Cyber and ransomware attacks: A serious threat in Michigan
The motive is clear, these hackers want money
LANSING, Mich. (WILX) - Businesses and governments are doing more and more of their work online, which makes them more and more vulnerable to ransomware attacks.
Ransomware is a seriously growing threat to the community and it has doubled in the past year. A lot of companies won’t report the attack -- they quietly pay the ransom without making the situation public.
Mid-Michigan has seen that firsthand when hackers accessed files on Lansing’s Board of Water and Light system -- leaving BWL with no choice but to pay up.
There’s been a huge increase in ransomware attacks in the last couple of years. They were up 105% worldwide in 2021 alone. City governments are common targets and Clarkston’s city manager found that out the hard way.
“So in 2019, the city of Clarkston experienced a cyber attack, ransomware to be specific. We came in one morning and all our our files were locked up, files that I had worked on the day before were no longer accessible,” said Jonathan Smith, Clarkston’s City Manager.
IT experts determined the files had been encrypted the night before. What came next was predictable -- the hackers demanded $40,000 for a decryption key. The city manager made the decision to pay the ransom.
“And we got, shortly thereafter, a decryption code that unlocked all of our files. Before we paid, however though, we asked for a test and they gave us a decryption code to one of our files and sure enough it unlocked it,” said Smith.
Ortonville’s Village Manager told me that his community has been lucky so far. But he’s not counting on luck -- he makes sure his team is prepared.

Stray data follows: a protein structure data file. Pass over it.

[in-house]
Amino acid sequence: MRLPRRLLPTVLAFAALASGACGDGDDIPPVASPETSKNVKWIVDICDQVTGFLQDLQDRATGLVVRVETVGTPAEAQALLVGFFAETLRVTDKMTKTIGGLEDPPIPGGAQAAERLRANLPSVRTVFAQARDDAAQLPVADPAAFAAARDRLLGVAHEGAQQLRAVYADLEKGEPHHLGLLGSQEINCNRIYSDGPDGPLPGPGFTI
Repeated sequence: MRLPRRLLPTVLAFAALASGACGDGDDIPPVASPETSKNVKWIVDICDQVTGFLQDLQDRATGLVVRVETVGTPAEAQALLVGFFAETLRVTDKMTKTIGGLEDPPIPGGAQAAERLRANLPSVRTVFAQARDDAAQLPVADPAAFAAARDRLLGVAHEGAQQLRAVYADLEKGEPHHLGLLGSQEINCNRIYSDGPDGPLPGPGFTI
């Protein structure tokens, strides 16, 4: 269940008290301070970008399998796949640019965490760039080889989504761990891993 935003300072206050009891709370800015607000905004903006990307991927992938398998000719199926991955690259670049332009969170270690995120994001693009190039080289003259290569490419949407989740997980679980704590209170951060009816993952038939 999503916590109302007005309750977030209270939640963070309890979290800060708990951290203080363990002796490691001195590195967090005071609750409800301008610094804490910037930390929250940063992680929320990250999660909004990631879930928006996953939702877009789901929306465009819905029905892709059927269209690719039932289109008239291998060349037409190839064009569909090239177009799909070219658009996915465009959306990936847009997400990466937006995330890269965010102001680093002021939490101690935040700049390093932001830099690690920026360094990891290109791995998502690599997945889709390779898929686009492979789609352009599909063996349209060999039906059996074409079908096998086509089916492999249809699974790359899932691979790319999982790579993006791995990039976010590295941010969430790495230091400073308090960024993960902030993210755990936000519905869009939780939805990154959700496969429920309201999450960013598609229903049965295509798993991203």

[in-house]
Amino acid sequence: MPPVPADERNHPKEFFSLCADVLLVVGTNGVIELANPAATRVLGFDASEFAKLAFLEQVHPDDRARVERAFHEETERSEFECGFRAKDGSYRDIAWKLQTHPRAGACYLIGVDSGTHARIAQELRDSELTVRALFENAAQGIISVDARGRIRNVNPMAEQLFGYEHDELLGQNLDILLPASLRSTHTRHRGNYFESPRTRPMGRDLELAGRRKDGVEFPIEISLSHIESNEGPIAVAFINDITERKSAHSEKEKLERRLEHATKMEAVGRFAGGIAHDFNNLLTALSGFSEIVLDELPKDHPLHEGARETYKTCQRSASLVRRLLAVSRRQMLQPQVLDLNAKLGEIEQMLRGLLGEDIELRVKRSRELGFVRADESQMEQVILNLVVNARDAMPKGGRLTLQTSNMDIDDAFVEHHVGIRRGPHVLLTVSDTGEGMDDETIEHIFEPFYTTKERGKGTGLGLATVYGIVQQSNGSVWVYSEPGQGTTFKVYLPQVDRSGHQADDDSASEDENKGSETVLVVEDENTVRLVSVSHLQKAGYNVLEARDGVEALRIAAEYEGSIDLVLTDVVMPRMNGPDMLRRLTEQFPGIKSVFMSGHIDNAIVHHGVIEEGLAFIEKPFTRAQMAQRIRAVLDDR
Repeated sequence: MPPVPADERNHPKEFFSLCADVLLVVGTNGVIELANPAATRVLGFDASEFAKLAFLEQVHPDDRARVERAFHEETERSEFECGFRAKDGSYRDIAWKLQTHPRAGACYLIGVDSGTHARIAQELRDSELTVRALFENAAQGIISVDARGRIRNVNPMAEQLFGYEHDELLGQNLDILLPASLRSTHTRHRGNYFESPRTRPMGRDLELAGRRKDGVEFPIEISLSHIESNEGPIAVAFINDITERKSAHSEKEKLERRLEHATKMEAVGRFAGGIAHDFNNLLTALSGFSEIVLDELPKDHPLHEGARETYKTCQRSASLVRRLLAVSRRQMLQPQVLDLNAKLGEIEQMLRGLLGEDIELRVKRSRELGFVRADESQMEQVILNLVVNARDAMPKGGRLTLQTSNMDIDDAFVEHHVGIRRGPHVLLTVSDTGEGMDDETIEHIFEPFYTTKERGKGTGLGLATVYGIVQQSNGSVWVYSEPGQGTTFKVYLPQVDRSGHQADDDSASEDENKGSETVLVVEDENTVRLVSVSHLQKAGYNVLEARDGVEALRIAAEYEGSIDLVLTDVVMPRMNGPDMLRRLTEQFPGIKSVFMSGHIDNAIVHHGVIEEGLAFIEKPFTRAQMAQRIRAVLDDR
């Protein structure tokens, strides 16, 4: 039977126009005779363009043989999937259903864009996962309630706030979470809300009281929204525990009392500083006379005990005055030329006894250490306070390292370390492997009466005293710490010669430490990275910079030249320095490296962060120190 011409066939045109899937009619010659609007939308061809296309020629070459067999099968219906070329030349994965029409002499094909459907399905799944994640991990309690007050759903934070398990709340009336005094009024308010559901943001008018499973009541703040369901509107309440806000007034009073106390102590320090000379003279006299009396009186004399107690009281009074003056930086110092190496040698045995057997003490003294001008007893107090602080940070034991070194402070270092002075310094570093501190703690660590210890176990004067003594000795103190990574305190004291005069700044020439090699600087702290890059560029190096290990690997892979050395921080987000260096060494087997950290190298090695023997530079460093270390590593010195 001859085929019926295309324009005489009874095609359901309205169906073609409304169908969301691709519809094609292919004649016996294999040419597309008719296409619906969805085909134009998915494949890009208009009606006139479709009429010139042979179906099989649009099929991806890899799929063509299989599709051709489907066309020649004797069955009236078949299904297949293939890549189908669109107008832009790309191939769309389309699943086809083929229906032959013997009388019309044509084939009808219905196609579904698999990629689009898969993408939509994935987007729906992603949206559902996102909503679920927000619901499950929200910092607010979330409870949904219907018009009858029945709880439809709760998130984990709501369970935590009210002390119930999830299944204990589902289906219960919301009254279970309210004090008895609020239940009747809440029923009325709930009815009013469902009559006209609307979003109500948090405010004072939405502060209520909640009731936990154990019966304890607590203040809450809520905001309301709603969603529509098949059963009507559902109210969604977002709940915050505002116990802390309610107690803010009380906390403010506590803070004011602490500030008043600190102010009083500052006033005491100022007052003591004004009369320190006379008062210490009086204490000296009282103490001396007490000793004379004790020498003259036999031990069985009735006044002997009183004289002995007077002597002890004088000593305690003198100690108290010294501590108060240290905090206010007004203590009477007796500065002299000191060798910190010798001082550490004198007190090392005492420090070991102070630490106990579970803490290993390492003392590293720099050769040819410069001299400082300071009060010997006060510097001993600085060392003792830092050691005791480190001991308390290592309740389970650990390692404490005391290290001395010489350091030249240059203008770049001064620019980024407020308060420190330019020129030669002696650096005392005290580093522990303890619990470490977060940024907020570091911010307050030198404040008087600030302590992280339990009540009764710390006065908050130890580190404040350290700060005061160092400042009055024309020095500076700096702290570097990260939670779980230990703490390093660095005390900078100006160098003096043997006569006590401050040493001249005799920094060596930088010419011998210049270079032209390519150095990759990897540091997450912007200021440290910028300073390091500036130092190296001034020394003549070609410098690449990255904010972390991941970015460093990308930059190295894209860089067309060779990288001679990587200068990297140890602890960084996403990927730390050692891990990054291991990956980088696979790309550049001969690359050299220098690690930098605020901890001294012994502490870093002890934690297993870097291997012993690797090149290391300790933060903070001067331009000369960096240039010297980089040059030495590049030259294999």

“We work very closely with our IT provider. As a small village, it means our staff is small but we stay trained. So we do regular training and I also get to be our IT support person. So, I work very closely with our vendor,” said Ryan Madis, Ortonville’s City Manager.
He knows governments and municipal utilities, like the Lansing Board of Water and Light, often don’t have a choice. They can’t lose the encrypted files, so they have to pay the ransom.
“But it’s something we know that we mist constantly be worried about -- be constantly vigilant about because bad actors do target local units of government,” said Madis.
It took Clarkston about three days to get all of its files back to normal after paying. To make sure an attack doesn’t happen again, the city manager says they’ve updated their firewall and they’re running daily back-ups of all files.
Tracking down the hackers behind ransomware attacks is often impossible. They’re usually overseas and often run their scams through multiple countries before hitting systems here in the United States.
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